Too Few Patients With Heart Disease Take Aspirin
March 13, 2000 (Minneapolis) -- Far too few patients with heart disease are taking aspirin, even though the drug can help prevent further heart attacks and strokes, a new study says.
"Patients who have heart disease, and who are not on aspirin, need to ask physicians if they should be taking it," says Randall S. Stafford, MD, PhD. "Patients who are told to take aspirin should do it." Stafford is an assistant professor of medicine at Harvard Medical School and a senior scientist at the Institute for Health Policy at Partner/Massachusetts General Hospital in Boston. His study was published in the journal Circulation.
Aspirin is recommended for all patients who have had heart attacks, unless there is some reason they can't take it, such as an allergy. Studies have consistently found it to reduce these patients' risk of having another heart attack or stroke.
Stafford reviewed the records of more than 10,000 doctor visits of heart disease patients from 1980 to 1996. Aspirin use among these patients, he writes, increased from 5% to about 26% during that time. But experts say this rate is still disturbingly low.
"This is the first comprehensive study I've seen that looks at the consumption of aspirin in the target population, and the findings are distressing," says Richard A. Levinson, MD, DPA, who reviewed the article for WebMD. "The numbers should be closer to 100%."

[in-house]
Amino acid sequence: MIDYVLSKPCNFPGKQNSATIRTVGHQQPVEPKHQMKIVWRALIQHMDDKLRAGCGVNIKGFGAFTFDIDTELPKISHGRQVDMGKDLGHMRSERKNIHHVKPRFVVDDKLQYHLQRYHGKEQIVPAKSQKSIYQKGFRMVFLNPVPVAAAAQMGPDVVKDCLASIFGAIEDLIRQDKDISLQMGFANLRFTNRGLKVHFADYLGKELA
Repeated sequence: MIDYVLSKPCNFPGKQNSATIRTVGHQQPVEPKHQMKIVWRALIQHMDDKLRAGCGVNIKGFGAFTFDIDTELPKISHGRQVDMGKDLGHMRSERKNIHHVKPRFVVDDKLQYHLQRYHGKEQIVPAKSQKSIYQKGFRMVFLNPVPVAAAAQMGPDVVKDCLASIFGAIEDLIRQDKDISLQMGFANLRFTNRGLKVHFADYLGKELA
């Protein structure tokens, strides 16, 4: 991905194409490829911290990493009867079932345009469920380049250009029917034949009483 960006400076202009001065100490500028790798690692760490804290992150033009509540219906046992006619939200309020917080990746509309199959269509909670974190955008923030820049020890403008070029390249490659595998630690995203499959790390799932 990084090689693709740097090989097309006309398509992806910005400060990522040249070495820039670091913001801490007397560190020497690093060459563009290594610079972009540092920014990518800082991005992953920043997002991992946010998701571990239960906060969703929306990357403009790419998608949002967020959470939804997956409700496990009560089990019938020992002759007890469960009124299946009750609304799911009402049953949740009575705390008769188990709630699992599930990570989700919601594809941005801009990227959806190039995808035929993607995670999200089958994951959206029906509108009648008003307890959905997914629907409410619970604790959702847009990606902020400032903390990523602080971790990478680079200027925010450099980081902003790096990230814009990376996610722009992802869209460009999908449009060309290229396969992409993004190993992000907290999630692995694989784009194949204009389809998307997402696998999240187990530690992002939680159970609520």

"The public needs to know that an exhaustive number of studies have shown the role of aspirin in secondary prevention," says Levinson, who is associate executive director of the American Public Health Association. "It's a safe and effective way to prevent additional [heart attack] or stroke."
Female heart patients and those over 80 were less likely to be taking aspirin, according to the study. It found that 29% of men with coronary artery disease took the drug, compared to 21% of women. Among patients aged 65 to 79, about 26% were aspirin users, compared to 17% of those 80 and up. Smokers, people with elevated cholesterol, and those who had private insurance were also more likely to use aspirin.